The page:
The human capacity for rationality is fundamental; however there is ample evidence for irrationality in human affairs--including notions such as hysteria, addiction, lack of self-control, wishful thinking, and self-deception. This course considers both errors and achievements, providing an introduction to a wide array of topics, such as logic, probability, decision theory, relativism, and psychopathology. It provides a background for further study of subjects such as logic, philosophy of mind, cognitive psychology, cognitive science, the psychology of judgment and choice, and the psychology of thinking. One two-hour lecture, one preceptorial.

PHI 300 / HLS 300

Plato and His Predecessors

Professor/Instructor

Benjamin Charles Atkin Morison

Readings in translation from pre-Socratic philosophers and from Plato's dialogues, to provide a broad history of Greek philosophy through Plato. Topics covered will include: Socrates's method of dialectic, his conceptions of moral virtue and human knowledge; Plato's theory of knowledge, metaphysics, and moral and political philosophy. Two lectures, one preceptorial.

PHI 301 / HLS 302 / CLA 303

Aristotle and His Successors

Professor/Instructor

Benjamin Charles Atkin Morison

Aristotle's most important contributions in the areas of logic, scientific method, philosophy of nature, metaphysics, psychology, ethics, and politics. Several of his major works will be read in translation. Aristotle's successors in the Greco-Roman period will be studied briefly. Two lectures, one preceptorial.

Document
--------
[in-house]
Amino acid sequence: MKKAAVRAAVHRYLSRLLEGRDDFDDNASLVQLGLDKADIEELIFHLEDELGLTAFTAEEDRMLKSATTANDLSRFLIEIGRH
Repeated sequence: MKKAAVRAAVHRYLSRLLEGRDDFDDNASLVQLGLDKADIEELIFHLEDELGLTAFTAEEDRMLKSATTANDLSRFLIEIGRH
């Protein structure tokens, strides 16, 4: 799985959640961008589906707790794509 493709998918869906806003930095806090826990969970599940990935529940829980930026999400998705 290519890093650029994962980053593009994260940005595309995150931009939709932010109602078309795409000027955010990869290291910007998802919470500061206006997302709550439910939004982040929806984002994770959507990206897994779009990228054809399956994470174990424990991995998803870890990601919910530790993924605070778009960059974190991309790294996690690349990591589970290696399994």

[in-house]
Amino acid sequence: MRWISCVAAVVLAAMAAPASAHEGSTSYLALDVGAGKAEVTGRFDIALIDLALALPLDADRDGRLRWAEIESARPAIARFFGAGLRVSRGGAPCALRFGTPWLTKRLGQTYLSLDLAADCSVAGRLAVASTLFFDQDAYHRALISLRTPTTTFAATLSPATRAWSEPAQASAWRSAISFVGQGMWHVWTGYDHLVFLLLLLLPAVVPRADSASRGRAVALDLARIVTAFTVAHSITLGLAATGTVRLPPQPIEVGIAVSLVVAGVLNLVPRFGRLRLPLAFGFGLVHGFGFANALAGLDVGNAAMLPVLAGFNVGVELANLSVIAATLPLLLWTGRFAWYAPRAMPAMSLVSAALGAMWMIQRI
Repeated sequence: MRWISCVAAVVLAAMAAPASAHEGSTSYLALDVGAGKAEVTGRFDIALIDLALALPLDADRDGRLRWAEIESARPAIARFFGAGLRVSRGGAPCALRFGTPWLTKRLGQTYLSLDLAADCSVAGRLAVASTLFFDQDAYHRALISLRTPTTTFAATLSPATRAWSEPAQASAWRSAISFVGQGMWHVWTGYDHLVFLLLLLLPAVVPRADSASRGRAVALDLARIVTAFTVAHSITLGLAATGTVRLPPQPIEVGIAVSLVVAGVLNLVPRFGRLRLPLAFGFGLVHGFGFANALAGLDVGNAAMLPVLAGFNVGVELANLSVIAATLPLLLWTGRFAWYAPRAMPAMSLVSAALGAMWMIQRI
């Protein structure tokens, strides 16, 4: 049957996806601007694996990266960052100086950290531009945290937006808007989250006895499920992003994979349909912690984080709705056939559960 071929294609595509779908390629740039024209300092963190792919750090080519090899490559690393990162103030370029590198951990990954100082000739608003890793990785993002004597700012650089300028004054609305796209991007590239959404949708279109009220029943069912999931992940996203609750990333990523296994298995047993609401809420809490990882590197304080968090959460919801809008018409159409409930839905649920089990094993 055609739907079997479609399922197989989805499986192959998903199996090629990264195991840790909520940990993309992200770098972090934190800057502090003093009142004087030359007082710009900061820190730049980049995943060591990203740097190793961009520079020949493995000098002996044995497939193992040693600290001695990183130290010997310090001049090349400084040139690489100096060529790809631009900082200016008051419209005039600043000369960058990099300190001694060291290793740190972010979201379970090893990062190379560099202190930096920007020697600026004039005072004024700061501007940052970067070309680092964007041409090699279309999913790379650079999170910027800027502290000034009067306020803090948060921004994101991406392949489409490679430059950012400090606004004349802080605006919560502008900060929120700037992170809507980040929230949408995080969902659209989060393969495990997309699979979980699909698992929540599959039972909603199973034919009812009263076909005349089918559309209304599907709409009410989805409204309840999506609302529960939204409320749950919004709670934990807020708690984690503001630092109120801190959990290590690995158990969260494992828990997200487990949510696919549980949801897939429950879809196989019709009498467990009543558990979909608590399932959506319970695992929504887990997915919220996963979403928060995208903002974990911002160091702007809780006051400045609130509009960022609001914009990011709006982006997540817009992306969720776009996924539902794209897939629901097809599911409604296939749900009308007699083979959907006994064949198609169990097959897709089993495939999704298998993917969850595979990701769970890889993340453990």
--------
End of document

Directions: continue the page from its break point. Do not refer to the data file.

PHI 302

British Empiricism

Professor/Instructor

Daniel Garber

A critical study of the metaphysical and epistemological doctrines of Locke, Berkeley, and Hume. Two lectures, one preceptorial.

PHI 303 / ECS 306

Descartes, Spinoza, and Leibniz

Professor/Instructor

Daniel Garber

Readings in continental philosophy of the early modern period, with intensive study of the works of Descartes, Spinoza, and Leibniz. Topics to be specially considered include: knowledge, understanding, and sense-perception; existence and necessity; the nature of the self and its relation to the physical world. Two 90-minute classes.

PHI 304

Topics in Kant's Philosophy

Professor/Instructor

Desmond P. Hogan

Analysis of the Critique of Pure Reason, with some attention to other aspects of Kant's philosophy, such as his views on ethics, aesthetics, and teleological judgment. Two lectures, one preceptorial.

PHI 306 / COM 393

Nietzsche

Professor/Instructor

Alexander Nehamas

An examination of various issues raised in, and by, Nietzsche's writings. Apart from discussing views like the eternal recurrence, the overman, and the will to power, this course considers Nietzsche's ambiguous relationship with philosophy, the literary status of his work, and his influence on contemporary thought. Prerequisite: one philosophy course or equivalent preparation in the history of modern thought or literature. Two lectures, one preceptorial.

PHI 307 / CHV 311

Systematic Ethics

Professor/Instructor

A study of important ethical theories with special reference to the problem of the objectivity of morality and to the relation between moral reasoning and reasoning about other subjects. Two lectures, one preceptorial.

PHI 309 / CHV 309 / HUM 309

Political Philosophy

Professor/Instructor

Johann David Anand Frick